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Looking to Local-Currency Emerging Market Bonds for Opportunities

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Emerging Markets Local Currencies Still Cheap?

To get a better sense of emerging markets more broadly, the chart below represents a weighted average of the countries currently represented in the J.P. Morgan GBI-EM Core Index (the “Index”), using country weights of the Index as of August 31, 2016. Despite recent strength beginning in February of this year, emerging markets REERs are still well below the levels experienced in the past decade and are still approximately at the level following the financial crisis in 2009. One possible conclusion is that emerging markets local currencies were, on average, oversold following the taper tantrum and the collapse in commodity prices and may still have room to appreciate before trading at more normalized levels. Rate hikes in the U.S. may provide a headwind, but lower rates for longer still appear likely and the U.S. dollar has already strengthened significantly over the past three years. Additionally, improving fundamentals, generally low inflation, and a stabilization in commodity prices may continue to be a tailwind to emerging markets local currency appreciation.

Emerging Markets Real Effective Exchange Rate Average
January 1994 – August 2016
local currency EM bonds

Source: Bloomberg.

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Emerging markets local currency bonds provide investors with two distinct sources of return: local bond yields and potential currency appreciation. Investors can access bonds issued by emerging markets governments and denominated in local currencies with VanEck Vectors J.P. Morgan EM Local Currency Bond ETF (EMLC).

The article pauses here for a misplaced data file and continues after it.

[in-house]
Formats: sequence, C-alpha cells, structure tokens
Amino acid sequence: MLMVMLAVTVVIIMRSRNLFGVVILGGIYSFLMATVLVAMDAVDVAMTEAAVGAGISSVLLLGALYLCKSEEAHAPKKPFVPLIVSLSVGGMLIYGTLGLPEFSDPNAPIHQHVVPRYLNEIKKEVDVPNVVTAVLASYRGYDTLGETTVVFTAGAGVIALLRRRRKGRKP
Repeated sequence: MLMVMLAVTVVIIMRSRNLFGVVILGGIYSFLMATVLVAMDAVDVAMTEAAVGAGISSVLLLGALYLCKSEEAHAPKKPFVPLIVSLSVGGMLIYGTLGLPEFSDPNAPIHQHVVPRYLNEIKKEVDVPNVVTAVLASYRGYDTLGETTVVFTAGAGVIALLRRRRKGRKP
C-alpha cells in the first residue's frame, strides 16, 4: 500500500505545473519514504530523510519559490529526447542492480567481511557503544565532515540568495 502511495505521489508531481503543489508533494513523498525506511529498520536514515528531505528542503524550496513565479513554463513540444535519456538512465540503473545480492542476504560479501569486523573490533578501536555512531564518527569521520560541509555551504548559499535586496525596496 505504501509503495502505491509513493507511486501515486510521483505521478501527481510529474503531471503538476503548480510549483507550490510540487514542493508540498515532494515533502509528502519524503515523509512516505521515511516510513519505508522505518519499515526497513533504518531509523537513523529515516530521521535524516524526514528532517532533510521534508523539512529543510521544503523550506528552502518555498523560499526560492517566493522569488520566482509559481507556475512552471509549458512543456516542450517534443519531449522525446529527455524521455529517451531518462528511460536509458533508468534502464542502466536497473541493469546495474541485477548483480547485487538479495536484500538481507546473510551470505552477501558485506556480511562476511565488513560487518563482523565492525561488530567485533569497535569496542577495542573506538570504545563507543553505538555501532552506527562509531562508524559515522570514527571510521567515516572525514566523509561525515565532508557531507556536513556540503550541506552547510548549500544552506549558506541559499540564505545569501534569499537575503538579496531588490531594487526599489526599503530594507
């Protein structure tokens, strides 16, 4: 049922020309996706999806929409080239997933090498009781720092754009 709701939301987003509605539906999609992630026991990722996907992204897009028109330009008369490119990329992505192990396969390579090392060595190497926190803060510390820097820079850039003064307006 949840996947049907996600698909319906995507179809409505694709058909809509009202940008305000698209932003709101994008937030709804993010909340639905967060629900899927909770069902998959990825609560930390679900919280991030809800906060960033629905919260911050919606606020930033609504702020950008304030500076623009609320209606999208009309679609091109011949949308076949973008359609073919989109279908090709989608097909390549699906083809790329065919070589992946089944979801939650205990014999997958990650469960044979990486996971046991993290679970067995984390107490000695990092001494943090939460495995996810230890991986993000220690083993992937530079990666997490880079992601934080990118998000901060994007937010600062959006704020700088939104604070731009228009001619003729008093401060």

Market Realist – Local-currency emerging market bonds

In today’s context, emerging market bonds (IGEM) look like good opportunities for investors. With investors continuing to seek out income in the presence of low yields in the developed world, fixed income in emerging markets (EMAG) looks to be a good investment bet. Persistently low yields in the developed world (as you can see in the graph above), strengthening emerging market currencies, and attractive valuations relative to the developed world remain tailwinds for emerging market bonds.

According to data from BlackRock, emerging market bond ETFs (EMB) (PCY) attracted a record $5.8 billion in net inflows in Q3 2016. This total marks the largest quarterly monetary inflow on record (Sources: Thomas Hale, the Financial Times; NASDAQ). Emerging market bonds have attracted $12.7 billion in inflows year-to-date.

The VanEck Vectors J.P. Morgan EM Local Currency Bond ETF (EMLC) tracks currency-denominated emerging market bonds. It could prove to be a good opportunity for investors. The ETF holds net assets worth more than $2.4 billion, and it sports a duration of 5.01 years as well as a 30-day Securities and Exchange Commission or SEC yield of 5.31%. The ETF was giving stellar year-to-date returns of 16.28% on a net asset value basis and 16.76% on a share price basis as of September 30, 2016. The graph above shows the breakdown of currency exposure for the ETF.

Strengthening emerging market currencies or a weakening US dollar (UUP) should continue to bolster returns from local-currency emerging market bond ETFs.

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